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System/Software Testing

Error detection and removal determine level of reliability well-planned procedure - Test Cases done by independent quality assurance group (except for unit testing)

Test Strategy
UNIT TESTING (Module testing)
debuggers, tracers programmers

INTEGRATION TESTING
communication between modules start with one module, then add incrementally

SYSTEM TESTING
manual procedures, restart and recovery, user interface real data is used users involved

ACCEPTANCE TESTING
user-prepared test data Verification Testing, Validation testing, Audit Testing

White Box Testing


knowing internal working ,and exercising different parts test various paths through software; if exhaustive testing is impossible, test high-risk paths

Black Box Testing


knowing functions to be performed and testing whether these are performed properly correct outputs from inputs DBs accessed/updated properly test cases designed from user requirements appropriate at Integration, Systems and Acceptance testing levels

Testing Equivalence Cases


Two inputs are in the same Equivalence Class if they are handled similarly by system
eg. data field valid value in 1-50 So, 20, 38, 1, 47 belong to the same Equivalence Class

no need to test multiple values from same Equivalent Class Bounds testing
eg. test 38, then end points 1 and 50

test valid and invalid equivalence classes reduces the number of test cases required
Example: 3 inputs I1 has 10 equivalence classes I2 has 10 equivalence classes I3 has 10 equivalence classes

Total tests cases required: 10 x 10 x 10 = 1000 test cases.

Dependency Islands
Each output is usually not dependent on all inputs
Example: suppose we have 6 inputs I1,.. I6 and 3 outputs O1, .., O3 Suppose O1 depends on I1, I2, I3 O2 depends on I4, I5 O3 depends on I6 If each input has 5 equivalence classes: To test I1 we need 5 test cases To test I2 we need 5 test cases To test I1 and I2 together, we need 5 x 5 test cases Thus for all 67 inputs, we need 56 = 15,625 test cases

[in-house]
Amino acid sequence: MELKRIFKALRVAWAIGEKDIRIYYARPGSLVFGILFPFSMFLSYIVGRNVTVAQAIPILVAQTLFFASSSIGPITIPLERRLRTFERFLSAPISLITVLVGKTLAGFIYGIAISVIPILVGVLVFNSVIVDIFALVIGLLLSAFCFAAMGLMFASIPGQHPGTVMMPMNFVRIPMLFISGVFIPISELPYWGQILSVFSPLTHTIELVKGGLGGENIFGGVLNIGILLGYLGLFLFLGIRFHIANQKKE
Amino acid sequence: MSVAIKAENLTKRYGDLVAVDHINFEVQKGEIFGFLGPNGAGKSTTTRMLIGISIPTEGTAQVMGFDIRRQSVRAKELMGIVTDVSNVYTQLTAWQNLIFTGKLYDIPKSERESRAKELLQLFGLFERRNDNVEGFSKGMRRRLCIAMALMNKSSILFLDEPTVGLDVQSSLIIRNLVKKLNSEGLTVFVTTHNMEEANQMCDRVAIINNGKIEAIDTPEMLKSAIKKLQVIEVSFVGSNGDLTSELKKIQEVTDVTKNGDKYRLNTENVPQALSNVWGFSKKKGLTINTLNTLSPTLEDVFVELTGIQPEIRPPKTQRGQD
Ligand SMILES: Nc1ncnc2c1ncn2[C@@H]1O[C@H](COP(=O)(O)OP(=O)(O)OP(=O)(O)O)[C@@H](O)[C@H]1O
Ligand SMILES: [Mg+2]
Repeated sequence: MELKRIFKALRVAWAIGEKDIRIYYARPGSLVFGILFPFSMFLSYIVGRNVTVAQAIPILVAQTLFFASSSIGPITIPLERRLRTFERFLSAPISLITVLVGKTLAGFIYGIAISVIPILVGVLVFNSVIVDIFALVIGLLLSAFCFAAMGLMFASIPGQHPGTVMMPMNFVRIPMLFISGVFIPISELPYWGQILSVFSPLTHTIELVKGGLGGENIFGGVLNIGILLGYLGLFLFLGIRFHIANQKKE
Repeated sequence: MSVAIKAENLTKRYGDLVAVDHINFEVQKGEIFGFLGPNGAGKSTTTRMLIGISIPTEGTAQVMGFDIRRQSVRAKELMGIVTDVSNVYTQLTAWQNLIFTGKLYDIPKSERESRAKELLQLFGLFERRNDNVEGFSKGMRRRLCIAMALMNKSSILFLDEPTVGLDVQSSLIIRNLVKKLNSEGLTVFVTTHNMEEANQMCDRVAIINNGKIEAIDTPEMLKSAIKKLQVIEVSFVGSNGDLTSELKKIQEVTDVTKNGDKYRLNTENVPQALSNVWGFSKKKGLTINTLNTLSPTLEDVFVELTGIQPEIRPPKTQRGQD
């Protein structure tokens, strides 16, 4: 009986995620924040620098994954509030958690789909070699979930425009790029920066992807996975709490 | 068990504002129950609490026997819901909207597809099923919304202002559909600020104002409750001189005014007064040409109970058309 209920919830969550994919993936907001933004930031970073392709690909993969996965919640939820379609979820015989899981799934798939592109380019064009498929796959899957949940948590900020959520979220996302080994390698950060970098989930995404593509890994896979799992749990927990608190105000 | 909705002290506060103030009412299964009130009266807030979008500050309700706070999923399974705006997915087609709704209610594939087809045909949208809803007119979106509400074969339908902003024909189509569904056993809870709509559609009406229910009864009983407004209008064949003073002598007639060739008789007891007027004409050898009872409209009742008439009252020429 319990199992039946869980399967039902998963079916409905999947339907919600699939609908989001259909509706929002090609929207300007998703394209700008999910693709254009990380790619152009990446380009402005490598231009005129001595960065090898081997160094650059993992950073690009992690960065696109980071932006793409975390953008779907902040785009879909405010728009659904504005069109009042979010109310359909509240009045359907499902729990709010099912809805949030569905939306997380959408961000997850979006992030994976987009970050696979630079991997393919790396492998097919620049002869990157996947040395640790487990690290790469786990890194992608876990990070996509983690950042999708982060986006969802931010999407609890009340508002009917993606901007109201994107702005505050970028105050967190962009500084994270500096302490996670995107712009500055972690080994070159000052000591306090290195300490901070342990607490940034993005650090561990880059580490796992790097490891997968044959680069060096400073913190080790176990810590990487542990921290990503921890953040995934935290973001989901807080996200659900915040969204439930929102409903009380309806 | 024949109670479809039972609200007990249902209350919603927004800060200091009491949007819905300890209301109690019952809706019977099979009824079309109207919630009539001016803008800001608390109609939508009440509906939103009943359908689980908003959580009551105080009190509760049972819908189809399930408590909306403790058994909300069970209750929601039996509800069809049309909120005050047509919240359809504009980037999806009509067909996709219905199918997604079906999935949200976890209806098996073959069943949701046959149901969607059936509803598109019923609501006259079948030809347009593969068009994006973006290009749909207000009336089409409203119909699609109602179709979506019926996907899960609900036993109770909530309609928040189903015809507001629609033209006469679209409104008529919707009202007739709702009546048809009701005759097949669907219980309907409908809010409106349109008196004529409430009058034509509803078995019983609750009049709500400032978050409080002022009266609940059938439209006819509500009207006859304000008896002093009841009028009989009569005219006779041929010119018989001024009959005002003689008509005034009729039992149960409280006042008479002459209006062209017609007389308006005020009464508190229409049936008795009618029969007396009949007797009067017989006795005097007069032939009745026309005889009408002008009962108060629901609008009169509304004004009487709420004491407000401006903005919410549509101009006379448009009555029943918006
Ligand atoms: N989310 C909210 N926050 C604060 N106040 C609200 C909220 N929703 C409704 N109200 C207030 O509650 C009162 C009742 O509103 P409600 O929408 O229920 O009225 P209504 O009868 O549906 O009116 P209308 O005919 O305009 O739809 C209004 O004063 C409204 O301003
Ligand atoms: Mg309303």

Using dependency islands:


For O1: test only I1, I2, I3 : 53 test cases For O2: test only I4, I5 For O3: test only I6 : 52 test cases : 5 test cases Total test cases = 155

Stub Testing (Stubs and Drivers)


- Unit and Integration testing Top-Down Integration Testing
A b A B C D c d

Stubs: dummy modules used for testing if higher level modules are working properly.

Stubs

Stubs
B

A
C D

Bottom-Up Integration testing


A B E F C G D

Driver: dummy modules used for issuing calls to lower modules and testing if the lower modules are working properly.

a Driver

B
E F

C
G

b E

Driver
F

Driver
G

a D

Driver

Cost of developing stubs and drivers generally, Driver modules are easier to develop -- so, bottom-up integration testing is less costly. With Top-Down Integration Testing, major modules are coded and tested first - strong psychological boost when major modules are done. With Bottom-Up Integration testing, no working program can be demonstrated until the last module is tested -- major design errors may not be detected till the end, when entire programs may need revision! Meet-in-the-middle approach may be best.

System Testing
Recovery Testing
forces software failure and verifies complete recovery

Security Testing
verify proper controls have been designed

Stress Testing
resource demands (frequency, volume, etc.)

Acceptance Testing
Alpha Testing (Verification testing)
real world operating environment simulated data, in a lab setting systems professionals present
observers, record errors, usage problems, etc.

Beta Testing (Validation Testing)


live environment, using real data no systems professional present performance (throughput, response-time) peak workload performance, human factors test, methods and procedures, backup and recovery - audit test